Economic Instruments Pollution rates were introduced in the national legislation in 1982, but their application had been limited because the authorities mandated to charge them did not have either the institutional capacity or the incentives to do it. Law 99 of 1993 picked up the issue and currently 12 of the 38 regional and urban environmental authorities have advanced in the process of implementing and charging retribution rates. However, the collection level from these rates has been very much lower that initially expected. Additionally, water pollution rates have not encouraged implementation of pollution prevention 3

measures through the reconversion of the productive processes; rather they have encouraged “en of the pipe” solutions which do not add value to industrial processes and negatively affect businesses’ cost structures and profitability. In Colombia there also are tax incentives to stimulate environmental investments and the adoption of clean technologies by the industrial and energy sectors. Between 1997 and 2000 tax exemptions under these figures rose close to US$ 80 million. These exemptions are related to environmental investments close to US$ 500 million. Between 1997 and 1999 approved exemptions increased steadily. In 2000 they fell to a third of what they were in 1999.

Environmental Expenditure Between 1995 and 2000, the environmental expenditures of the manufacturing industry increased steadily while public environmental expenditures decreased. In 2000, the environmental investments of the manufacturing sector and of the government were similar and equal, in each case, to close to 0.25% of the GDP. Companies that produce gad, coal and hydroelectricity respectively earmark 4%, 8% and 12% of their investments to environmental studies and management programs. Additionally, the energy plants transfer between 2 and 3% of their energy sales to the environmental authorities of their jurisdiction. These environmental investments are above those from any other sector in Colombia. They are also atypically high internationally. One of the businesses in the oil sector reports having invested between 1992 and 1996 an average of 65 million dollars per year in goods and services directly related to reducing their processes’ environmental impact. The invested amount by this company alone in one year equals almost 30% of the total public environmental investments in the year 2000. Given that every business in the sector is bound by the same regulations and are controlled by the same environmental authority, it can be thought that they all incur high costs related to fulfilling their environmental obligations.

Conclusions Colombia faces the challenge of making its environmental regulation more flexible, allowing regulated sectors leeway to select the most cost-effective technological and/or administrative alternatives to reach the Government’s environmental quality goals. The Government will have to gradually back away from command and control instruments that are not justifiable in terms of their environmental benefits and their enforcement costs, and favor economic and market incentives. This type of instruments will contribute, among other things, to reduce the cost of environmental regulation from the point of view of the regulated entities and the general society.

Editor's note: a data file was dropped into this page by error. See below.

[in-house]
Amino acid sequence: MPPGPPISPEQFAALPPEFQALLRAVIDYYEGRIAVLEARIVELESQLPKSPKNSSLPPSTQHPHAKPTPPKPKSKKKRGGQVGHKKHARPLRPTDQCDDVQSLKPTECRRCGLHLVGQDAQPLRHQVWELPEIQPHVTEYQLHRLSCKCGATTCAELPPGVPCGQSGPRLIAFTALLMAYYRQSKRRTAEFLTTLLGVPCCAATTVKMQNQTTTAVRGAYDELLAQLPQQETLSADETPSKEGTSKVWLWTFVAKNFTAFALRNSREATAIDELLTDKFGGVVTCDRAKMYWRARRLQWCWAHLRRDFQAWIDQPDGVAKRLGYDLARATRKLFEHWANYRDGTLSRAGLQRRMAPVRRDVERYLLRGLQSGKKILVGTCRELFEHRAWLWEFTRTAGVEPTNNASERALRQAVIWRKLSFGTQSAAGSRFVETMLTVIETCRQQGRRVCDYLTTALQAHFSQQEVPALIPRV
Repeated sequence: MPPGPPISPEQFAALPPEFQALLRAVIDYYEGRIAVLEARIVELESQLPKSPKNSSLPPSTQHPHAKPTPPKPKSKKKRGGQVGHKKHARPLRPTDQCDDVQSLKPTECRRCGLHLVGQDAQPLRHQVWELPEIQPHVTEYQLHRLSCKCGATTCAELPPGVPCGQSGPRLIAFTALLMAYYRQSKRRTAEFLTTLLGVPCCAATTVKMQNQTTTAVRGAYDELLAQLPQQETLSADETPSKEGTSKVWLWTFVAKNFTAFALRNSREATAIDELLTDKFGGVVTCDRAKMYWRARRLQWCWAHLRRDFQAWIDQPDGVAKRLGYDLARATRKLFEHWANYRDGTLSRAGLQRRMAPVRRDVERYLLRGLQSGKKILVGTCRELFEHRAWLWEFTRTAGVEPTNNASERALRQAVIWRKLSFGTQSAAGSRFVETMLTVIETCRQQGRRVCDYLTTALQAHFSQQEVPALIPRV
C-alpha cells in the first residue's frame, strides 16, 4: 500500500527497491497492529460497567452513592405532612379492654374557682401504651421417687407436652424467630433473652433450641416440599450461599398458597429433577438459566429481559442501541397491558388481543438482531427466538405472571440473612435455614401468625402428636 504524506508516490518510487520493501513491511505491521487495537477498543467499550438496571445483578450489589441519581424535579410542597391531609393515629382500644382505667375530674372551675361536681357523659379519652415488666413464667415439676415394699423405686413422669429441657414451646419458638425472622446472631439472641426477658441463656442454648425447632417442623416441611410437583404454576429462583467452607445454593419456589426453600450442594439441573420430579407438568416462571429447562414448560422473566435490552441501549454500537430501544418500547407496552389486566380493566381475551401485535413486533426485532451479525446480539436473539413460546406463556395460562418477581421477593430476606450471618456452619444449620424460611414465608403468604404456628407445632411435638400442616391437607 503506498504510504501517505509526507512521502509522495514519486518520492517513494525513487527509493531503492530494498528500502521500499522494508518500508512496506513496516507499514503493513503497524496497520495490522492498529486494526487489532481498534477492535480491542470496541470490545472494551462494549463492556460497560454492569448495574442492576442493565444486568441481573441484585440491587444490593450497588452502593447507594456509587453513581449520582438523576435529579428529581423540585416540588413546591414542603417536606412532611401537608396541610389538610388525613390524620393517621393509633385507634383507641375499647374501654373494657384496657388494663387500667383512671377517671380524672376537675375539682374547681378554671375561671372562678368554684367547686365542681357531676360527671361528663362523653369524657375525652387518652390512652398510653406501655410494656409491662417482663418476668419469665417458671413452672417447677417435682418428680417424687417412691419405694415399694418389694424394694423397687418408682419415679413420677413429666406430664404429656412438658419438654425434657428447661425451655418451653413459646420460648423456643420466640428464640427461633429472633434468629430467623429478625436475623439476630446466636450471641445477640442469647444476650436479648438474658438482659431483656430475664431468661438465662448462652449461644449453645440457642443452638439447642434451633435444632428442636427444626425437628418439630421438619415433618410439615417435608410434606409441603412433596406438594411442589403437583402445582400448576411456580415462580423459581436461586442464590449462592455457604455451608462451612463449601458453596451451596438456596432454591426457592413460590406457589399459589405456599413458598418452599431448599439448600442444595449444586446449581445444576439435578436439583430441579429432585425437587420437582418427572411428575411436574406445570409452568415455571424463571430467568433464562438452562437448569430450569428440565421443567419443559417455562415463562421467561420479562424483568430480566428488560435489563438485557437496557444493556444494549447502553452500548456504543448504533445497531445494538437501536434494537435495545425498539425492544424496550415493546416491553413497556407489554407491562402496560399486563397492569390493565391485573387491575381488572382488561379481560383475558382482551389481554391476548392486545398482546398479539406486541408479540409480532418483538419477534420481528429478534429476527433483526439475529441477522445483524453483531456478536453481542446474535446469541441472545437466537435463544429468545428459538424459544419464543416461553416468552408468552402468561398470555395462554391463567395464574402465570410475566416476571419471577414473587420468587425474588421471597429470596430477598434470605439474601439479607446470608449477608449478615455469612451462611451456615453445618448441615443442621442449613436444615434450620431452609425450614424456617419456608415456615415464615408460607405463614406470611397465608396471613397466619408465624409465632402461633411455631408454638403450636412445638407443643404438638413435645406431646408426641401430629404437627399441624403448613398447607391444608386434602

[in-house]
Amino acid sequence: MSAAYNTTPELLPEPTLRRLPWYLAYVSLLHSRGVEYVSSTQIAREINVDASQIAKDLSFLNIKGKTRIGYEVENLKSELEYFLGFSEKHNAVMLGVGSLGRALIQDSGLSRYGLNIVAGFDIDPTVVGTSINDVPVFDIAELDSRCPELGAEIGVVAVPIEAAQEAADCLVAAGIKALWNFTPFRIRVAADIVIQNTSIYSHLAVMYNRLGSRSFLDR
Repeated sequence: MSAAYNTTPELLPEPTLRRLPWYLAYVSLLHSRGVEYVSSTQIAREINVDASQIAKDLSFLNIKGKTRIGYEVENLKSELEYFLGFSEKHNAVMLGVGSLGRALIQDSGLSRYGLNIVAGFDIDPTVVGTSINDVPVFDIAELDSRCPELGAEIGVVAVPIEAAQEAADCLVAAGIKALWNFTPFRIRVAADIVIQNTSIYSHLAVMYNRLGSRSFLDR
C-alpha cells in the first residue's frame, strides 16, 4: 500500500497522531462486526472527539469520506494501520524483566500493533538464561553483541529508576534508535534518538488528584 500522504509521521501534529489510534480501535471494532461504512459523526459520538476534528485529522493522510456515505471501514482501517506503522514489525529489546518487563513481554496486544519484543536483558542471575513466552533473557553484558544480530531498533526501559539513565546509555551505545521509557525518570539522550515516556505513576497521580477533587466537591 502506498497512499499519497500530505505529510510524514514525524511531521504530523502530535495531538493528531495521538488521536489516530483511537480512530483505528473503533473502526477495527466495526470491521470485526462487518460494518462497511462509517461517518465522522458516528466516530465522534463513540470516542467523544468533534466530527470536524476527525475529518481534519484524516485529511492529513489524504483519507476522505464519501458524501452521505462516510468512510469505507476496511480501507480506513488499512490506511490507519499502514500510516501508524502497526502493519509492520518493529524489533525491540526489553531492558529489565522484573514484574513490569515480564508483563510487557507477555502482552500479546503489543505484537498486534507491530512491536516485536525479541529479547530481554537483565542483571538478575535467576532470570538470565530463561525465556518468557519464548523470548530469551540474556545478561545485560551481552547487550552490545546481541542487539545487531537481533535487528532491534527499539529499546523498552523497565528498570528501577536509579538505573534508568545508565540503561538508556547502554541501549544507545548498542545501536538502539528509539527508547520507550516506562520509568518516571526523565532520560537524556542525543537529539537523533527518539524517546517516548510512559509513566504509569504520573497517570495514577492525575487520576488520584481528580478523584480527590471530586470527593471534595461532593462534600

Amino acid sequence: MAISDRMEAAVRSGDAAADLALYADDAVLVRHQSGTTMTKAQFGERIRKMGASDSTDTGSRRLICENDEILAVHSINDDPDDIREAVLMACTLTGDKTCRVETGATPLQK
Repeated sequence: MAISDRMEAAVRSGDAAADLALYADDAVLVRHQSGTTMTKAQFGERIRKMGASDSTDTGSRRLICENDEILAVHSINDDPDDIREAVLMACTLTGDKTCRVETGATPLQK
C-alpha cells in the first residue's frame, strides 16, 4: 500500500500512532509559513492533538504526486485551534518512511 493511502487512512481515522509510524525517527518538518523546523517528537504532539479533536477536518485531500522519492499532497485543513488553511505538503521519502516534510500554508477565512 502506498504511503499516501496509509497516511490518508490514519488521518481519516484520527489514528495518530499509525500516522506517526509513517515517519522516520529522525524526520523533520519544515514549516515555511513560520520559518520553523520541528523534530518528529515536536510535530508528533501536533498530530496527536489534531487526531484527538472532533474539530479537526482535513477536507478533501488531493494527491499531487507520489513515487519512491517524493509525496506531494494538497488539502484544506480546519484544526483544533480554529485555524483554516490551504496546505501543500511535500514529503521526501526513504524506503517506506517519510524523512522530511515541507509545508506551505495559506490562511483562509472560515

Another critical aspect of environmental management is that in Colombia only some regional and local environmental authorities have the sufficient institutional capacity to conduct supervisions, evaluations and inventories on the quality and condition of natural and environmental resources. In consequence, environmental quality follow-up and supervision is unequal between the different regions, as well as the level of implementation of the environmental regulations. One of the effects of institutional capacity inequality is that the level of demand and environmental control that bind the industry frequently depend on its geographic location. This applies also to small and medium coal mining. Colombia faces the need to equal the implementation levels of environmental regulations throughout the country, so this does not occur. To this end it needs to strengthen the institutional capacities of regional and local environmental authorities. In the case of the energy sector, the growing participation of the private sector and foreign investors, along with the institutional capacity reinforcement to carry out projects’ environmental control, has contributed to the significant improvement of environmental planning and of the projects’ prevention, mitigation, control and monitoring measures. The Colombian government faces, finally, the challenge to revise and adapt the environmental regulations to the regulated sectors’ changing technological realities, to current scientific information on the effects of pollution and to the new legal environment.


synopsis of the study of the insertion of environmental management in sectoral policies: the ener...